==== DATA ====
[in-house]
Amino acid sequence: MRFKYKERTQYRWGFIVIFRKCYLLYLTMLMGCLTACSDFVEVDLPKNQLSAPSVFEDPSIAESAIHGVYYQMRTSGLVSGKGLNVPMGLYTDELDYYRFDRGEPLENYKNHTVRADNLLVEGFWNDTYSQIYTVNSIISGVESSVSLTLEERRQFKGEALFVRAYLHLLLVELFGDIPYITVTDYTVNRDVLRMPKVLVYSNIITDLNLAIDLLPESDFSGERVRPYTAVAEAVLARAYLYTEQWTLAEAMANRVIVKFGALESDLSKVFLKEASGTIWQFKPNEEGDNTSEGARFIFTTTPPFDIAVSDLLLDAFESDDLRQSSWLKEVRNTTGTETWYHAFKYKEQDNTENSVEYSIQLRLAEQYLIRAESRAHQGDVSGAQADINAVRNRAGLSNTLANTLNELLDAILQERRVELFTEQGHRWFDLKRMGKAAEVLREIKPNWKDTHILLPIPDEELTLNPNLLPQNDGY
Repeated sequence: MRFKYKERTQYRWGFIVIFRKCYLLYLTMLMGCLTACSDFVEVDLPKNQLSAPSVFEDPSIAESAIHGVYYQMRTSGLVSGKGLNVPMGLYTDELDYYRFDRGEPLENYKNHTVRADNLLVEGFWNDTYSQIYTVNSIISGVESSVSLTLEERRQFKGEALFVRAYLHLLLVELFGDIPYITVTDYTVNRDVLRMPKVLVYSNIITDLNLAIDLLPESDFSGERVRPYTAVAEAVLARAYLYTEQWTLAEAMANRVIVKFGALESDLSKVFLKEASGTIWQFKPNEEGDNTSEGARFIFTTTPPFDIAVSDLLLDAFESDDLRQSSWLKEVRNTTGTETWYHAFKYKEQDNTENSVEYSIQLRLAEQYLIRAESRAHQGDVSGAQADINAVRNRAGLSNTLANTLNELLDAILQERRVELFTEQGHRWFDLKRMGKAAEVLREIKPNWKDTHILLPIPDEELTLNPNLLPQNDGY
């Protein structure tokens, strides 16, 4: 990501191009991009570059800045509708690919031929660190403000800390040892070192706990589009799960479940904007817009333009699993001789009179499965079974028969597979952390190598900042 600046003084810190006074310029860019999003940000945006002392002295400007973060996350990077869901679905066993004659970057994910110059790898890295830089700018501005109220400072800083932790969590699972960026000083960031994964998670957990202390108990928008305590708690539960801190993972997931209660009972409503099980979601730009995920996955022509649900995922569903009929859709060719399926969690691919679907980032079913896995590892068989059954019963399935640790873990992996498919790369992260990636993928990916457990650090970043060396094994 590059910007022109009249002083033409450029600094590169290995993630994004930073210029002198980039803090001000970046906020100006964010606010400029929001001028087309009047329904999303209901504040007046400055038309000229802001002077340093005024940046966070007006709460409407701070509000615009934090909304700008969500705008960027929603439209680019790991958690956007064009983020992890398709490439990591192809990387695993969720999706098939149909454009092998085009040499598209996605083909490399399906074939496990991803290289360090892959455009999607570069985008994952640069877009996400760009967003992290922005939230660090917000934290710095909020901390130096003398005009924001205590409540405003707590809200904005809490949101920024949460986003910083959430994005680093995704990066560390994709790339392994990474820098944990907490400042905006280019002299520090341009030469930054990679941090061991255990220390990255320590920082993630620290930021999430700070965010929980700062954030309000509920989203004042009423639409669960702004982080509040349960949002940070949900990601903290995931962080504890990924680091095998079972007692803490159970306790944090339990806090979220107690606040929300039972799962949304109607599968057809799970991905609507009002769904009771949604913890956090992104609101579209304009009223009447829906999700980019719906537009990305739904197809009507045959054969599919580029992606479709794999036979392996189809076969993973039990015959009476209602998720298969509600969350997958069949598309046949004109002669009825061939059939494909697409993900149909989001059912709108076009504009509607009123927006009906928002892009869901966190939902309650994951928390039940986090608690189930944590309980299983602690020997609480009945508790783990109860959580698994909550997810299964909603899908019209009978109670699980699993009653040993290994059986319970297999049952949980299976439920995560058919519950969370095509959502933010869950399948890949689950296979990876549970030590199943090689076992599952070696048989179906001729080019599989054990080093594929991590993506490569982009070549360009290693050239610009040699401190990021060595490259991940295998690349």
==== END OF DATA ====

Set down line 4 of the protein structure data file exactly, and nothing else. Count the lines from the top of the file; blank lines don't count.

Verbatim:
């Protein structure tokens, strides 16, 4: 990501191009991009570059800045509708690919031929660190403000800390040892070192706990589009799960479940904007817009333009699993001789009179499965079974028969597979952390190598900042 600046003084810190006074310029860019999003940000945006002392002295400007973060996350990077869901679905066993004659970057994910110059790898890295830089700018501005109220400072800083932790969590699972960026000083960031994964998670957990202390108990928008305590708690539960801190993972997931209660009972409503099980979601730009995920996955022509649900995922569903009929859709060719399926969690691919679907980032079913896995590892068989059954019963399935640790873990992996498919790369992260990636993928990916457990650090970043060396094994 590059910007022109009249002083033409450029600094590169290995993630994004930073210029002198980039803090001000970046906020100006964010606010400029929001001028087309009047329904999303209901504040007046400055038309000229802001002077340093005024940046966070007006709460409407701070509000615009934090909304700008969500705008960027929603439209680019790991958690956007064009983020992890398709490439990591192809990387695993969720999706098939149909454009092998085009040499598209996605083909490399399906074939496990991803290289360090892959455009999607570069985008994952640069877009996400760009967003992290922005939230660090917000934290710095909020901390130096003398005009924001205590409540405003707590809200904005809490949101920024949460986003910083959430994005680093995704990066560390994709790339392994990474820098944990907490400042905006280019002299520090341009030469930054990679941090061991255990220390990255320590920082993630620290930021999430700070965010929980700062954030309000509920989203004042009423639409669960702004982080509040349960949002940070949900990601903290995931962080504890990924680091095998079972007692803490159970306790944090339990806090979220107690606040929300039972799962949304109607599968057809799970991905609507009002769904009771949604913890956090992104609101579209304009009223009447829906999700980019719906537009990305739904197809009507045959054969599919580029992606479709794999036979392996189809076969993973039990015959009476209602998720298969509600969350997958069949598309046949004109002669009825061939059939494909697409993900149909989001059912709108076009504009509607009123927006009906928002892009869901966190939902309650994951928390039940986090608690189930944590309980299983602690020997609480009945508790783990109860959580698994909550997810299964909603899908019209009978109670699980699993009653040993290994059986319970297999049952949980299976439920995560058919519950969370095509959502933010869950399948890949689950296979990876549970030590199943090689076992599952070696048989179906001729080019599989054990080093594929991590993506490569982009070549360009290693050239610009040699401190990021060595490259991940295998690349």